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Kamis, 12 Agustus 2021

China's COVID-zero strategy could leave it isolated for years. That may be the way Beijing wants it - ABC News

China is bucking a global move towards "living with the virus" by doubling down on a "zero tolerance" approach that may see it remain isolated with closed borders well into 2023.

The fast-spreading Delta variant of coronavirus has forced a rethink on continuous lockdowns in countries such as Australia and Singapore.

But a similar suggestion last month from a well-respected Chinese infectious diseases specialist saw him both publicly rebuked and even trolled online.

Zhang Wenhong, the director of infectious diseases at a major Shanghai hospital, suggested in a social media post: "More and more people believe the pandemic won't end in a short period of time and perhaps won't end in the long term either".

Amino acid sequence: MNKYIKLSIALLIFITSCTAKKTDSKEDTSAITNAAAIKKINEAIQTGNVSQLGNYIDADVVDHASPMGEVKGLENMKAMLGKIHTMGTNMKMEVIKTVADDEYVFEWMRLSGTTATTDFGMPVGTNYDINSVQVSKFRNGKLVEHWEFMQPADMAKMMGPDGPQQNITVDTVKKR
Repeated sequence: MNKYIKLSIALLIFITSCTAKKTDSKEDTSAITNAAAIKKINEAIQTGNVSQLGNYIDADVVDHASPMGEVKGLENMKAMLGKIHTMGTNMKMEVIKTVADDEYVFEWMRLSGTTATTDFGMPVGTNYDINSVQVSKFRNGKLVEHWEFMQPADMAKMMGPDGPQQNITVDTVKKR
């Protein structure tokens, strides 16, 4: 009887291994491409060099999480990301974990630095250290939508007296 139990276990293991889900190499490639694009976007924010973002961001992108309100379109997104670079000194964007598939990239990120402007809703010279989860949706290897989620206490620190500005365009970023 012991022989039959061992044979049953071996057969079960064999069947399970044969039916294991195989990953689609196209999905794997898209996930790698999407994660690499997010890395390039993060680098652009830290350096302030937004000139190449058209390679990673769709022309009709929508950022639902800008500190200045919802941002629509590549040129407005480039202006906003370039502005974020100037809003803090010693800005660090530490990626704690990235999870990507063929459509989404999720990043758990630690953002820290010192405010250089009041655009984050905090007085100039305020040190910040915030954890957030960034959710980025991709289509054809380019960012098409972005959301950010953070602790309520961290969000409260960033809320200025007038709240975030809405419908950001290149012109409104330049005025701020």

His post came as China faced its most challenging flare-up since the initial outbreak in late 2019, with the Delta variant of coronavirus spreading out from Nanjing to 12 other cities in recent weeks.

The numbers are still low — roughly 100 cases per day across a country of 1.4 billion.

But the fresh outbreak prompted Dr Zhang to suggest considering a loosening of the rigid border controls that, like Australia, stop most Chinese from travelling abroad.

"After the Nanjing outbreak, we will definitely learn more," he wrote.

"The way that China chooses in future must be to ensure a community with a shared future with the world … while at the same time protecting its citizens from fear of the virus." 

Dr Zhang has been a leading voice on containment measures throughout the pandemic.

But his new perspective, which would be widely accepted in many other countries, appeared to touch a nerve at home.